Maxim Wilkinson, Iain R. White, Katie Hamshere, Olaf Holz, Sven Schuchardt, Francesca G. Bellagambi, Tommaso Lomonaco, Denise Biagini, Laura Di Francesco, Stephen J. Fowler, 2020, original scientific article

Abstract: Exhaled breath contains hundreds of volatile organic compounds (VOCs) which offers the potential for diagnosing and monitoring a wide range of diseases. As the breath research field has grown, sampling and analytical practices have become highly varied between groups. Standardisation would allow meta-analyses of data from multiple studies and greater confidence in published results. The Peppermint Consortium has been formed to address this task of standardisation. In the current study we aimed to generate initial benchmark values for thermal desorption-gas chromatography-mass spectrometry (TD-GC-MS) analysis of breath samples containing peppermint-derived VOCs. Headspace analysis of peppermint oil capsules was performed to determine compounds of interest. Ten healthy participants were recruited by three groups. Each participant provided a baseline breath sample prior to taking a peppermint capsule, with further samples collected at 60, 90, 165, 285 and 360 min following ingestion. Sampling and analytical protocols were different for each institution, in line with their usual practice. Samples were analysed by TD-GC-MS and benchmarking values determined for the time taken for detected peppermint VOCs to return to baseline values. Sixteen compounds were identified in the capsule headspace. Additionally, 2,3-dehydro-1,8-cineole was uniquely found in the breath samples, with a washout profile that suggested it was a product of peppermint metabolism. Five compounds (α-pinene, β-pinene, eucalyptol, menthol and menthone) were quantified by all three groups. Differences in recovery were observed between the groups, particularly for menthone and menthol. The average time taken for VOCs to return to baseline was selected as the benchmark and were 441, 648, 1736, 643 and 375 min for α-pinene, β-pinene, eucalyptol, menthone and menthol respectively. An initial set of easy-to-measure benchmarking values for assessing the performance of TD-GC-MS systems for the analysis of VOCs in breath is presented. These values will be updated when more groups provide additional data.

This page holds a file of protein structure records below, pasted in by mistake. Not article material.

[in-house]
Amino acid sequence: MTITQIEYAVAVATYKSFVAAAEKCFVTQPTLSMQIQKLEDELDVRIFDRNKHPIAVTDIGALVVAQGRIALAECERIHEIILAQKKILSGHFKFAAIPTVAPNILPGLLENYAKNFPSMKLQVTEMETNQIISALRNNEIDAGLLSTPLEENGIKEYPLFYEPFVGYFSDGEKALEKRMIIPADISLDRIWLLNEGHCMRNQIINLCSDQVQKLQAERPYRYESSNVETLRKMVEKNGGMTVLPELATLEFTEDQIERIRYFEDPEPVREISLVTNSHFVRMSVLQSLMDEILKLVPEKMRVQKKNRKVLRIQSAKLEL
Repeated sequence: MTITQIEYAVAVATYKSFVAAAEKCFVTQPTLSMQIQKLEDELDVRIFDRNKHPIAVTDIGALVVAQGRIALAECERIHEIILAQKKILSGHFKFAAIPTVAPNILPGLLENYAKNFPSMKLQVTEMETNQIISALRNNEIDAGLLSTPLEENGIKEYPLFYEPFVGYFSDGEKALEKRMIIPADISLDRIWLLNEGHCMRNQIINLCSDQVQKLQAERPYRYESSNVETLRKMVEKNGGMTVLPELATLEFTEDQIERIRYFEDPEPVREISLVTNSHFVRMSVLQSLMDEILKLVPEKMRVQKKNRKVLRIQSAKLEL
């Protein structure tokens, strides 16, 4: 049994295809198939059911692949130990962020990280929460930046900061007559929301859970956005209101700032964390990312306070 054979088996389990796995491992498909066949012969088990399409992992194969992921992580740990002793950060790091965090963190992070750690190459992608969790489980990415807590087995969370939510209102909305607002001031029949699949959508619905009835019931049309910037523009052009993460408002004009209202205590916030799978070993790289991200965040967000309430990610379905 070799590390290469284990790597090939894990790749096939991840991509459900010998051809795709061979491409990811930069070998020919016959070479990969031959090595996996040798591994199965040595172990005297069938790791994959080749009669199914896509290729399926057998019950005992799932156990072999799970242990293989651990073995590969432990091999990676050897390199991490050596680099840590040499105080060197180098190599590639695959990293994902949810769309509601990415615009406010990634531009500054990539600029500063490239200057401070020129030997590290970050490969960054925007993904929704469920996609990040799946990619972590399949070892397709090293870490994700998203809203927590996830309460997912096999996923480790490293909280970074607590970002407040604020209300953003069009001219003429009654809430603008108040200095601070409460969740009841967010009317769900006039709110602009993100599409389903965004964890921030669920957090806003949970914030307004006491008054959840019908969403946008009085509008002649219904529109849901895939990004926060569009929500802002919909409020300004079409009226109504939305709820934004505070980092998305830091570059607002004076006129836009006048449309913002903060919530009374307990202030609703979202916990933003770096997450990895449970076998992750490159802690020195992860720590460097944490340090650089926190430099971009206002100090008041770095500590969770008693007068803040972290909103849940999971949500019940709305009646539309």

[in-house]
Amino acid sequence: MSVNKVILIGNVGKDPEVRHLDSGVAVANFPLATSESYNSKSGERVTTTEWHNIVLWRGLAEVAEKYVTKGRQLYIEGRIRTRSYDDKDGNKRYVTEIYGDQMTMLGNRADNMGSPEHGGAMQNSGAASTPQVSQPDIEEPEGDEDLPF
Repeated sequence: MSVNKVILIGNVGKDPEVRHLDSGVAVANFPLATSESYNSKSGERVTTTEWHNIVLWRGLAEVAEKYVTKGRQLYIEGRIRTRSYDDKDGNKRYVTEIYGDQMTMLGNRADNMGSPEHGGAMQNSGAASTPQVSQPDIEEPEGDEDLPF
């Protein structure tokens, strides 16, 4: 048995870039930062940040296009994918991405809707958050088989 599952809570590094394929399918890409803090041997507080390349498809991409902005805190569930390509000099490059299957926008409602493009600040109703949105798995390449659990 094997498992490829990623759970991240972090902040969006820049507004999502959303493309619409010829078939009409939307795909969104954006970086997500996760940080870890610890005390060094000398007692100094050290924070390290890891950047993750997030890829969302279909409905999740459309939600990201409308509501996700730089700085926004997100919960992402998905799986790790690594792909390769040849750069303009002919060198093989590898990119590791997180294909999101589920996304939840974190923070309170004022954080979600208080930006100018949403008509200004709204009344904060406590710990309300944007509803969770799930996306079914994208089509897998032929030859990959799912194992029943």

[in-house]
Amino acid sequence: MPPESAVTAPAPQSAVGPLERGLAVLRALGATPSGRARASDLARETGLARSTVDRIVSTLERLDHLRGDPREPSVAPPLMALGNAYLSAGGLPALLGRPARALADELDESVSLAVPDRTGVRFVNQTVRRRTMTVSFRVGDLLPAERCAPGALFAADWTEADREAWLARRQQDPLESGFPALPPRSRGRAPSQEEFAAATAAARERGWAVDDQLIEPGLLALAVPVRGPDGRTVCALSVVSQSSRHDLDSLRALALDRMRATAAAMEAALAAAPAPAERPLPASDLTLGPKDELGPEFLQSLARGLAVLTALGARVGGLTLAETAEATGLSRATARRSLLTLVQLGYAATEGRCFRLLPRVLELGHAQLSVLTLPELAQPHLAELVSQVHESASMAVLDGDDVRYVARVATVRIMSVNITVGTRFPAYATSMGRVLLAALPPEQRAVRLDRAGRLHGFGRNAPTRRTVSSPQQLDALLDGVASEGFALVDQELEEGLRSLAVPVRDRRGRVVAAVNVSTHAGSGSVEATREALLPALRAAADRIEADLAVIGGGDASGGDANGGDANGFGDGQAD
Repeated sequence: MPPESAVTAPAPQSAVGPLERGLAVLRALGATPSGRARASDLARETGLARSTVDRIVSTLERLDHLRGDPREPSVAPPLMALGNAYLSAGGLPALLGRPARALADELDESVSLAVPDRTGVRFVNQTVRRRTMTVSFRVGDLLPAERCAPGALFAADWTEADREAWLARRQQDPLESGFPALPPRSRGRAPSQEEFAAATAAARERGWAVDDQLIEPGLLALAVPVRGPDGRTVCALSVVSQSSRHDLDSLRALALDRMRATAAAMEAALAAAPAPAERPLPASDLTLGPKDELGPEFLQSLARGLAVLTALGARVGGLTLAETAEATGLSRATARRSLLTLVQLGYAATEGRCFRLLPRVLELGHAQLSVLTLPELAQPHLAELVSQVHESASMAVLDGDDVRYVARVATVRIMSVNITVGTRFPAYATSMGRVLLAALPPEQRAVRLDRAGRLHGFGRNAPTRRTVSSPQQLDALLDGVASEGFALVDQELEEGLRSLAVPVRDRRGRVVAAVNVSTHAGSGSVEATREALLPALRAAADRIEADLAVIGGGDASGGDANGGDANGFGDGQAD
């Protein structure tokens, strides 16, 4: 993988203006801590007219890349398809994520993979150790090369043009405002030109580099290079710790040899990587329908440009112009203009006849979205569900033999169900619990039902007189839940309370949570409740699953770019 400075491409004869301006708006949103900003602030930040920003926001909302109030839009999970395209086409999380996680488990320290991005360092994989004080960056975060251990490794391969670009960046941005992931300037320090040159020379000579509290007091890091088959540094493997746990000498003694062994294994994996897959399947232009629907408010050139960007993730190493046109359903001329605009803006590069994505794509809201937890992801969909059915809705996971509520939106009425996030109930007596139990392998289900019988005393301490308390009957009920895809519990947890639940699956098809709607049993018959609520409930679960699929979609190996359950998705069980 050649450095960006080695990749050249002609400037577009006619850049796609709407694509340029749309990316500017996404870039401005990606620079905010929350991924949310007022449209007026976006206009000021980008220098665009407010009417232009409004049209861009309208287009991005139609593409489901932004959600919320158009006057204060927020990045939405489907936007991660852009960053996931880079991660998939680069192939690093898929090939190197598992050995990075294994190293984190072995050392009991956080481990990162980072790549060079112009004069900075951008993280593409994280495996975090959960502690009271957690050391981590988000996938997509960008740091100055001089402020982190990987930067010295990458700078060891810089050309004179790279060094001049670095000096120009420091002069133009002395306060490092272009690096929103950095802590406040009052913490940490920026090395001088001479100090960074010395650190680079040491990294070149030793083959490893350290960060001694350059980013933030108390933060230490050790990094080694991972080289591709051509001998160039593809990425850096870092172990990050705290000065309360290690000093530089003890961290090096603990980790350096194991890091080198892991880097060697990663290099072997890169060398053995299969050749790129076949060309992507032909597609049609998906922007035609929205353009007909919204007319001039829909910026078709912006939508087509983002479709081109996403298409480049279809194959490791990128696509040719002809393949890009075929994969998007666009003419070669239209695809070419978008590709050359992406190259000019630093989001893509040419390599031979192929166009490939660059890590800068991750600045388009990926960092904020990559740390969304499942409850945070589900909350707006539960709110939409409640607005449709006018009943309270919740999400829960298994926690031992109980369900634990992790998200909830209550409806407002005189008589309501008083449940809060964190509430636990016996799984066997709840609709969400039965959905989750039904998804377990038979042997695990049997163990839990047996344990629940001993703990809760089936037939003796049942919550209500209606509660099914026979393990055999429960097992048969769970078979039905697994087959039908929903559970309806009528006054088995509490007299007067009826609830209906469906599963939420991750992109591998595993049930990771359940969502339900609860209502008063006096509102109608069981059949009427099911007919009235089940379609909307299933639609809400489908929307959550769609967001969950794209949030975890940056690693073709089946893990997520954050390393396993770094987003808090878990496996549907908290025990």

Keywords: Volatile organic compounds, breath, diagnostics, standardisation
Published in RUNG: 11.12.2020; Views: 3275; Downloads: 0
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10.
Detection and quantification of exhaled volatile organic compounds in mechanically ventilated patients–comparison of two sampling methods
Iain R. White, Pouline M. van Oort, Waqar Ahmed, Craig Johnson, Jonathan Bannard-Smith, Timothy Felton, Lieuwe D. Bos, Royston Goodacre, Paul Dark, Stephen J. Fowler, 2020, original scientific article

Abstract: Exhaled breath analysis is a promising new diagnostic tool, but currently no standardised method for sampling is available in mechanically ventilated patients. We compared two breath sampling methods, first using an artificial ventilator circuit, then in “real life” in mechanically ventilated patients on the intensive care unit. In the laboratory circuit, a 24-component synthetic-breath volatile organic compound (VOC) mixture was injected into the system as air was sampled: (A) through a port on the exhalation limb of the circuit and (B) through a closed endo-bronchial suction catheter. Sorbent tubes were used to collect samples for analysis by thermal desorption-gas chromatography-mass spectrometry. Realistic mechanical ventilation rates and breath pressure–volume loops were established and method detection limits (MDLs) were calculated for all VOCs. Higher yields of VOCs were retrieved using the closed suction catheter; however, for several VOCs MDLs were compromised due to the background signal associated with plastic and rubber components in the catheters. Different brands of suction catheter were compared. Exhaled VOC data from 40 patient samples collected at two sites were then used to calculate the proportion of data analysed above the MDL. The relative performance of the two methods differed depending on the VOC under study and both methods showed sensitivity towards different exhaled VOCs. Furthermore, method performance differed depending on recruitment site, as the centres were equipped with different brands of respiratory equipment, an important consideration for the design of multicentre studies investigating exhaled VOCs in mechanically ventilated patients.
Keywords: Volatile organic compounds, infection, breath, ventilator associated pneumonia
Published in RUNG: 10.12.2020; Views: 2692; Downloads: 0